Where to Get Footwear

There are several places where you can get prescription footwear (sometimes still referred to as "orthopedic shoes"). These include podiatrists, orthotists, specialty shoe stores, shoemakers or shoe repair people and pedorthists. Podiatrists tend to focus on orthoses; they usually do not have shoes or do shoe modifications. An orthotist specializes in braces, and shoe stores only offer shoes. A shoemaker tends to focus more on repairs but sometimes can do modifications. The best person to go to for the complete range of shoes, modifications and orthoses is a Board Certified Pedorthist. This person will have the initials "C.Ped." after his or her name. This confirms that he or she has received training in the field of pedorthics, has passed a comprehensive examination, and keeps up-to-date on the latest developments in the field.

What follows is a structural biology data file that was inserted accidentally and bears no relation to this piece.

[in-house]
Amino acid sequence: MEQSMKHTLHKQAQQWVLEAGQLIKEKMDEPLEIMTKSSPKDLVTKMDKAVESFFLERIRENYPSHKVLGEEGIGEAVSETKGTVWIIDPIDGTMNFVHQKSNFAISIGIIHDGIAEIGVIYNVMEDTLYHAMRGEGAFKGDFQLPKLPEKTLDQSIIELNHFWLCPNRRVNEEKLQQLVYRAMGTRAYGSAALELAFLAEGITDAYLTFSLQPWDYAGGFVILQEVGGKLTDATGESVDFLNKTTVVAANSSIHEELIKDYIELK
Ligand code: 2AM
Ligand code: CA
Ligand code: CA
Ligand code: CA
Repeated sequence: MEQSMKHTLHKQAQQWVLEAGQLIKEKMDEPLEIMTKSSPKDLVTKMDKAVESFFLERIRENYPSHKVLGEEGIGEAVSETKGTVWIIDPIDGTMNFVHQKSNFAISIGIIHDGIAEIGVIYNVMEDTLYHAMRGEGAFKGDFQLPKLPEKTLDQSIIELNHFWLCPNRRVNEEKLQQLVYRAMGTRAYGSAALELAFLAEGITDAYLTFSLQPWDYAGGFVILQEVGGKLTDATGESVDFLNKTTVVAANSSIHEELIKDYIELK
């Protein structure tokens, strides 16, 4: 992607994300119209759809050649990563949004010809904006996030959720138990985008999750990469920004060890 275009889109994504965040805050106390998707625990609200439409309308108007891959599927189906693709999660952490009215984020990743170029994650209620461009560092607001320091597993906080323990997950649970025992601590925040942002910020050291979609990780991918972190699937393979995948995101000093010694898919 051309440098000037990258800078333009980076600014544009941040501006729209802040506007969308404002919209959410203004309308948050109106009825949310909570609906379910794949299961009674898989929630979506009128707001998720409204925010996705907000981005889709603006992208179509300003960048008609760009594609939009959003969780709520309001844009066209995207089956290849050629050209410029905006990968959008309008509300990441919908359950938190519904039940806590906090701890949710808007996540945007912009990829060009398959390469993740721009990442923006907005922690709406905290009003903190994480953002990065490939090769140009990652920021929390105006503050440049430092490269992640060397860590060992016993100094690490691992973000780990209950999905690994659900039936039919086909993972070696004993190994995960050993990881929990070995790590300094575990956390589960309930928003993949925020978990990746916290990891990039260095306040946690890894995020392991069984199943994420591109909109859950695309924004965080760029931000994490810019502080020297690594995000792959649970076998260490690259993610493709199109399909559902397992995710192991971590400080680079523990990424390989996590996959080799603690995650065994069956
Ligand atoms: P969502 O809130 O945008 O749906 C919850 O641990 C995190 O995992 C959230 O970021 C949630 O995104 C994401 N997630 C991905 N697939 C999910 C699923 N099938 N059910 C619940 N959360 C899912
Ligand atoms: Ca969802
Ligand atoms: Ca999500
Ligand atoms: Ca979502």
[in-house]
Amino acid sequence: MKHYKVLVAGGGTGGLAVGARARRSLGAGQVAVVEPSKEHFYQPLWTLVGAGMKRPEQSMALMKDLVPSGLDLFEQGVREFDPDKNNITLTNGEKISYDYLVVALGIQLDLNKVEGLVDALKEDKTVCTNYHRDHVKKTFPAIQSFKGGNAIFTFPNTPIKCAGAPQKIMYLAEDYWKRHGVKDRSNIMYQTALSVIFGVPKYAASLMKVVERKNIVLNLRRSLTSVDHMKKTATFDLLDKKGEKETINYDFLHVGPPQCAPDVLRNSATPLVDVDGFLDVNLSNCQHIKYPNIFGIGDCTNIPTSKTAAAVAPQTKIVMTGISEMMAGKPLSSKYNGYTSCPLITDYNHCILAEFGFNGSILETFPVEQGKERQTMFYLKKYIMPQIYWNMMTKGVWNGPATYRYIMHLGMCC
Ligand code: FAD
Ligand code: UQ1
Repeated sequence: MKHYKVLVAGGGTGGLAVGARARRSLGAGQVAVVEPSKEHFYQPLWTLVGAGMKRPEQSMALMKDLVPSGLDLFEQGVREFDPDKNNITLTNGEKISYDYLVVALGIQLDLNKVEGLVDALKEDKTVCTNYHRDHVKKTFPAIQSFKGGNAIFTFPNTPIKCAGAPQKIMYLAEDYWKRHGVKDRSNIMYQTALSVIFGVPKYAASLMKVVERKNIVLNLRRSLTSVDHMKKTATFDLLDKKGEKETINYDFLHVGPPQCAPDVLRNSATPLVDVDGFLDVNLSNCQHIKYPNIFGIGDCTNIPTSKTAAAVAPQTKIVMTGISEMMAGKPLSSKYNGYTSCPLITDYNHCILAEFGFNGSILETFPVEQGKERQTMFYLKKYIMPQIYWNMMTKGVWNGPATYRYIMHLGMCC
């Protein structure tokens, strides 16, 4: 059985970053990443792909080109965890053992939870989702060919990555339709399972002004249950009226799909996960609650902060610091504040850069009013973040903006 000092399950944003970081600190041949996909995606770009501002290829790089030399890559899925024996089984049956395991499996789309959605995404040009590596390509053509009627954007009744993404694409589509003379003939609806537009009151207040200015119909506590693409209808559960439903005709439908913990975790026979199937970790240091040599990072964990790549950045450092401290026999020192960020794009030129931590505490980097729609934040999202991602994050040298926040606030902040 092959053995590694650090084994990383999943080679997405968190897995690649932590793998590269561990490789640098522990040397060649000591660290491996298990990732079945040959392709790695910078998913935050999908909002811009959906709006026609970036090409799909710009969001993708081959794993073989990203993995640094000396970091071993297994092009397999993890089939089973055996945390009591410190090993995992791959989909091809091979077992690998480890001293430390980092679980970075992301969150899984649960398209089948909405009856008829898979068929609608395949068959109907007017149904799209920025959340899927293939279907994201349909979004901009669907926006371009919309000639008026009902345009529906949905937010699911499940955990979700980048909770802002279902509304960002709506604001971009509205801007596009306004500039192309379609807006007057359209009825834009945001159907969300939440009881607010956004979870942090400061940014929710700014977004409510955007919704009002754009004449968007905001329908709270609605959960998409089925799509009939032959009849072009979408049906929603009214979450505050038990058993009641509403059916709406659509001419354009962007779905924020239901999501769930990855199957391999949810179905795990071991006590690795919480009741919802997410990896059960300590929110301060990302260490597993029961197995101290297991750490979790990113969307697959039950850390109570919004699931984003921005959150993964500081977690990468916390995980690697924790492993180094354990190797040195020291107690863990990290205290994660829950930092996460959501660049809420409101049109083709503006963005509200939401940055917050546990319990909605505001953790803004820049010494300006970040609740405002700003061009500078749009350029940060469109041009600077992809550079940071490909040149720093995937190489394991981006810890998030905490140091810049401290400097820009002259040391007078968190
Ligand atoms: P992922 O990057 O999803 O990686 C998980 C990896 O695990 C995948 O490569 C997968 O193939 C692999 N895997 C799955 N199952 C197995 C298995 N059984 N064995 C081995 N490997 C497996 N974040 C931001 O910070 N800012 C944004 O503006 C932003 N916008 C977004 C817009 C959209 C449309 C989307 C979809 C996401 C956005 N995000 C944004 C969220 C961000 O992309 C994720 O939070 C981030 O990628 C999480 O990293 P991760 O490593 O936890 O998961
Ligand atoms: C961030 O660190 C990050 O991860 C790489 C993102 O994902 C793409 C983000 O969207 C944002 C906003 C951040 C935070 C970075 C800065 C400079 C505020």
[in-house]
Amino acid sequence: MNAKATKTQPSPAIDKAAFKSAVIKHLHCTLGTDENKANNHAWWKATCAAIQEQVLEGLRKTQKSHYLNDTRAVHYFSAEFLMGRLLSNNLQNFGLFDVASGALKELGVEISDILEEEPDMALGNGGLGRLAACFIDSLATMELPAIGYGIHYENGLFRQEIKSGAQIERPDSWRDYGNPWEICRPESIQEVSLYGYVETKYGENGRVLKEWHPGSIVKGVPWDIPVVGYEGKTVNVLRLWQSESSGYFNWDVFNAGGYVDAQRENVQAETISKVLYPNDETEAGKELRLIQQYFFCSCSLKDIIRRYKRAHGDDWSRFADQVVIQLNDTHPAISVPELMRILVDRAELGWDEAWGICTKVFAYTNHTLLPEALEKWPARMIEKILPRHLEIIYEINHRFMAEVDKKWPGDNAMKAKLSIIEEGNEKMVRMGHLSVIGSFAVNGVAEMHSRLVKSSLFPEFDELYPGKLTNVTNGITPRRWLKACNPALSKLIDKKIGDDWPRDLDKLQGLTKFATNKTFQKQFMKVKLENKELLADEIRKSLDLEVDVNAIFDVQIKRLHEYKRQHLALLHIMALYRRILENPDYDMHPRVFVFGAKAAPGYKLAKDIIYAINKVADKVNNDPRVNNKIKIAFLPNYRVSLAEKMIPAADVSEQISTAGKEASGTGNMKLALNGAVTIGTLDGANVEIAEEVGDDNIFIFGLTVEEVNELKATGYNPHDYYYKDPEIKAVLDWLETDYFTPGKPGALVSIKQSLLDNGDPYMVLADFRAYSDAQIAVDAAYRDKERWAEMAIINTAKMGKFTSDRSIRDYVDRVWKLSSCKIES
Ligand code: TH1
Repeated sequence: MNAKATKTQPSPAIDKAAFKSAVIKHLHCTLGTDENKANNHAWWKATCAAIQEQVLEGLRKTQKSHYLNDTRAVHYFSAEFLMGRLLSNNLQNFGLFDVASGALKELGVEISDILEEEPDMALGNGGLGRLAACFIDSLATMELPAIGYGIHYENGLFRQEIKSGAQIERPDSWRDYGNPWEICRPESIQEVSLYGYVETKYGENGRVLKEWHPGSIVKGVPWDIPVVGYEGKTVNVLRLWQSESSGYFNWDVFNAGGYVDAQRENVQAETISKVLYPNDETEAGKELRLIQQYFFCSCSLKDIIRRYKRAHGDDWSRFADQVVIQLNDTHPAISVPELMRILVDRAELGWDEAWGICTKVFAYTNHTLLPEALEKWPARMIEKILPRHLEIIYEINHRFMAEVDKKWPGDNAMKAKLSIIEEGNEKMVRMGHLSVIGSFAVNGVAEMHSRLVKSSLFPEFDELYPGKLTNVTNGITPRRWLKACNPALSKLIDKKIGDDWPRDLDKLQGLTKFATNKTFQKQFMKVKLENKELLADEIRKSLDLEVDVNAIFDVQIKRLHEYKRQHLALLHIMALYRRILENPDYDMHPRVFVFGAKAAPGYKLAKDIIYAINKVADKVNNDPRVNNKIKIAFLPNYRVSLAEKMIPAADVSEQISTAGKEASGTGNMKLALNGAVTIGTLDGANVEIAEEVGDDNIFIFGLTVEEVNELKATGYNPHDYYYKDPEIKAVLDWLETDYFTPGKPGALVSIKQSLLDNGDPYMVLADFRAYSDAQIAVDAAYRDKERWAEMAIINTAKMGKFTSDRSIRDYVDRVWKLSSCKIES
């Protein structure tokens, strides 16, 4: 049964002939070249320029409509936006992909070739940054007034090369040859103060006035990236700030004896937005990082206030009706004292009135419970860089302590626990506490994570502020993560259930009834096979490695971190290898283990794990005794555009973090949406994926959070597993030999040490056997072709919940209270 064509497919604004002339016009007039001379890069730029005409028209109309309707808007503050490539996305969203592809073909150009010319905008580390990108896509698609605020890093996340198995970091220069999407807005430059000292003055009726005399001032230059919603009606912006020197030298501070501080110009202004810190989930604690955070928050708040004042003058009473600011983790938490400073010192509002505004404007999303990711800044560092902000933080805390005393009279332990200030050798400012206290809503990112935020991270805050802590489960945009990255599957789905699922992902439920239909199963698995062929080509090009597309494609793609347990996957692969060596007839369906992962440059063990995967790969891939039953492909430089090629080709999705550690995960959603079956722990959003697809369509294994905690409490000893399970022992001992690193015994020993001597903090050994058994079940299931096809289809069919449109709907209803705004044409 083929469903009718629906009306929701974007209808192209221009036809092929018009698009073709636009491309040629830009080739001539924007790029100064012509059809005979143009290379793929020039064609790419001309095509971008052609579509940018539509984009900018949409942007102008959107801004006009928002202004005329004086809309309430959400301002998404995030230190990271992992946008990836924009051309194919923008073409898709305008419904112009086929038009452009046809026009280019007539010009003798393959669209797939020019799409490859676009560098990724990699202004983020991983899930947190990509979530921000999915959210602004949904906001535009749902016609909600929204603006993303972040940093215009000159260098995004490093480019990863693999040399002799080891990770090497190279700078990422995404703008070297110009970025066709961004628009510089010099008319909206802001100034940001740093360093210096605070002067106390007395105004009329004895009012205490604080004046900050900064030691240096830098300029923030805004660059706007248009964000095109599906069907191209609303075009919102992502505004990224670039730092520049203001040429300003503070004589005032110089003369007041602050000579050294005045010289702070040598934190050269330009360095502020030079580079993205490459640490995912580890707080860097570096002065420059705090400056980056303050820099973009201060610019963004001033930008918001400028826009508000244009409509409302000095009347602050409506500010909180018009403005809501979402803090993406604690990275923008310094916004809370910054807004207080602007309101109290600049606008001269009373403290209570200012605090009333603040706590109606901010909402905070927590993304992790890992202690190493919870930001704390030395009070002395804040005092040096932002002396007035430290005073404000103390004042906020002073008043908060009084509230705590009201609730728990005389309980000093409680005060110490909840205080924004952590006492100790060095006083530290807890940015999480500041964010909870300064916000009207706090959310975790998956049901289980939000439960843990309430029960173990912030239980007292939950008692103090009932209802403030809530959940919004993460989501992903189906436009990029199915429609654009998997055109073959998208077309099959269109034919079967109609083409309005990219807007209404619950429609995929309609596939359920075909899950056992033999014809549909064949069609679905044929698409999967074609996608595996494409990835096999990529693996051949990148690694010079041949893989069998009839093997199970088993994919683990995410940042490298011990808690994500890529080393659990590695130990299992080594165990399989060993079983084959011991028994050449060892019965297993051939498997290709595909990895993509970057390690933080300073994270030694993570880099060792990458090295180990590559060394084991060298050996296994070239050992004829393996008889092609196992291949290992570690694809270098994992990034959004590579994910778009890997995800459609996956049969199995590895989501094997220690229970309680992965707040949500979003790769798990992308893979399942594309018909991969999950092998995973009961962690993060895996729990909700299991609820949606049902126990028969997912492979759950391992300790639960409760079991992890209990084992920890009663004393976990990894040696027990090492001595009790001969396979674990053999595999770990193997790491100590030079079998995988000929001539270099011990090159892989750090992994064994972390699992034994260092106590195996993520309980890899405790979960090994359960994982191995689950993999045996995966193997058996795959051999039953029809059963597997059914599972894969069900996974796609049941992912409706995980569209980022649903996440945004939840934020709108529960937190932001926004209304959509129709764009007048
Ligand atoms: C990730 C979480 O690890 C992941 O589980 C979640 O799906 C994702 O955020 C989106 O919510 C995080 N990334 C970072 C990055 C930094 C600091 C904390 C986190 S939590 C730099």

A pedorthist is like a pharmacist for footwear; he or she works from a physician's written prescription. A pedorthist is trained in foot anatomy, diseases affecting the foot, shoe construction, materials, modifications and orthoses. Usually pedorthists have offices that work like doctor's offices where one makes an appointment. A pedorthist will perform a foot examination, talk about foot problems and discuss footwear needs. He or she does not diagnose problems but can often help the physician to figure out the best combination of shoes, modifications and orthoses. Pedorthists maintain an inventory of shoes, and can special order whatever type of shoe that might be needed. A full-service facility will also have a lab where shoe modifications are done and orthoses are made.

Follow-up is encouraged. Often, there may be adjustments or modifications necessary once one has worn the footwear for a while. A pedorthist might also be able to spot a problem and make a recommendation for a correction before it becomes a serious problem. As one ages with polio, the feet and footwear needs may also change, so a pedorthist just might become a regular member of the health care team.